Financial assistance: South African Supreme Court of Appeal interprets section 45 of the Companies Act to apply to an exhaustive list of transactions
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On 13 December 2022, the South African Supreme Court of Appeal ("SCA") delivered its judgment in Constantia Insurance Company Limited v The Master of the High Court, Johannesburg and Others (512/2021)  ZASCA 179 ("Constantia case").
In this case, a group of companies (including Protech Khuthele Investment (Pty) Ltd ("Protech Investment")) requested Constantia Insurance Company Limited ("Constantia") to provide performance guarantees in respect of certain of the group’s contractual obligations owed to third parties. Constantia agreed, on condition that each group company provided an indemnity in favour of Constantia to indemnify Constantia for any loss it suffered under the performance guarantees (the "indemnity").
Third parties subsequently claimed R182 million from Constantia under the performance guarantees. In turn, Constantia claimed from Protech Investment under the indemnity. Protech Investment was in liquidation at the time of the claim.
The liquidators of Protech Investment rejected the claim by Constantia on the basis that the indemnity constituted "financial assistance" by Protech Investments to Protech Khuthele within the meaning of section 45 of the Companies Act, 2008 (the "Companies Act"), and they were unable to find any resolutions authorising the "financial assistance". Therefore, the liquidators argued, the claim by Constantia against Protech Investment should be expunged, as the indemnity was void under section 45(6) of the Companies Act.
The court dealt with several issues which we will discuss below, but most notably it dealt with the meaning of "financial assistance" for purposes of section 45(1)(a) of the Companies Act.
Section 45 prohibition against "financial assistance"
Section 45 of the Companies Act renders void any financial assistance given by a company to:
- a director or prescribed officer of the company or of a related or inter-related company; or
- a related or inter-related company or corporation; or
- a member (shareholder) of a related or inter-related corporation; or
- a person related to any such company, corporation, director, prescribed officer or member,
(each, a "related person") unless: (a) it is pursuant to a special resolution (adopted within the previous two years approving the financial assistance) or an employee share scheme; (b) the board is satisfied that the company would satisfy the solvency and liquidity test; (c) the board is satisfied that the terms under which the financial assistance is given is fair and reasonable to the company; and (d) if applicable, any requirements of the company’s memorandum of incorporation are met. In addition, if the resolutions authorising the financial assistance or the agreements which are the subject of such financial assistance are void, the directors of the company may be subject to personal liability in terms of the Companies Act.
Interpretation of the definition of "financial assistance"
Section 45(1) of the Companies Act does not on its face define "financial assistance" in all-inclusive terms. The definition provides for a number of inclusions and a number of exclusions. Paragraph (a) of the definition contains the inclusions and provides that "financial assistance" "includes lending money, guaranteeing a loan or other obligation, and securing any debt or obligation." Commentators on the definition have observed that the use of the word "includes" indicates that the types of transactions referred to are not an exhaustive list of what constitutes "financial assistance", noting that if the list was intended to be exhaustive it would have been expected that the word "means" would have been used in the definition instead of "includes". This has also been the general view in the South African legal market, and practitioners have generally considered the term "financial assistance" to be wide-ranging and have applied a conservative approach when advising on transactions potentially covered by section 45.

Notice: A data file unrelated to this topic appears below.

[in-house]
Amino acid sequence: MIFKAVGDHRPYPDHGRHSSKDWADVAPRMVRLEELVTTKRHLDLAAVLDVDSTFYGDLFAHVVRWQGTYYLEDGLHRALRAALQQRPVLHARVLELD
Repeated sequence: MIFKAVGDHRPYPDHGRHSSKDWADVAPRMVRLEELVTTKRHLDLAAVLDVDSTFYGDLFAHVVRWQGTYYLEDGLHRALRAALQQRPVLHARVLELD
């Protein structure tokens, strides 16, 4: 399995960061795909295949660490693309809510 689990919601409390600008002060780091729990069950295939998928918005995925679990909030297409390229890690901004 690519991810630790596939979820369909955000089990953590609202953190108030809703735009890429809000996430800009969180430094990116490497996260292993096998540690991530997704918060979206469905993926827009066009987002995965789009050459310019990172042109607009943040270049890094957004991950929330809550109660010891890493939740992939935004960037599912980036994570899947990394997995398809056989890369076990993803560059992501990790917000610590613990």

The South Gauteng High Court of South Africa in the court of first instance agreed with the prevailing commentary and had interpreted the word "includes" in the definition of "financial assistance" to denote a non-exhaustive list.
On appeal, the SCA discussed the use of the meaning of the word "includes" when used in a definition and noted that the word usually "denotes a term of extension". This would apply when the primary meaning of the term that is defined is well-known, and the word "includes" introduces a meaning or meanings that go beyond that primary meaning. In this case, the definition would encompass the primary well-known meaning as well as additional meanings which the definition declares it to include. The SCA said, however, that this "does not appear applicable" to the definition of "financial assistance" in section 45(1) of the Companies Act. The context in which it is used may, however, indicate that "includes" suggests that what follows after it comprises a complete or exhaustive definition of the relevant term. In other words, "includes" in certain contexts is equivalent to "means". The SCA said that all the matters included by paragraph (a) of the definition of "financial assistance" (and excluded by paragraph (b) of the definition) fall within the primary meaning of "financial assistance" and that this indicates an intention to determine the ambit of the term with certainty and that the listed matters are exhaustive of the term. The SCA therefore overturned the judgment of the court of first instance holding that "the matters mentioned in s 45(1)(a) are exhaustive of the meaning of ‘financial assistance’".
In summary therefore, "financial assistance" under section 45 of the Companies Act can only apply to direct or indirect "financial assistance" which is:
- lending money to a related person;
- guaranteeing a loan or other obligation of a related person; and
- securing any debt or obligation of a related person.
The exhaustive list of instances of financial assistance in section 45(1)(a) must be read with section 45(2), which provides that the prohibition against "financial assistance" to related persons applies to direct and indirect "financial assistance".
In the Constantia case, the SCA found that the indemnity by Protech Investments indirectly secured the obligations of Protech Khuthele and was therefore financial assistance within the meaning of paragraph (a) of the definition of "financial assistance". Put another way, the SCA found that the indemnity by Protech Investment in favour of Constantia secured the obligations owed by the Protech Khuthele to third parties and therefore constituted "financial assistance" indirectly for those obligations – the direct obligations under the indemnity being owed to Constantia.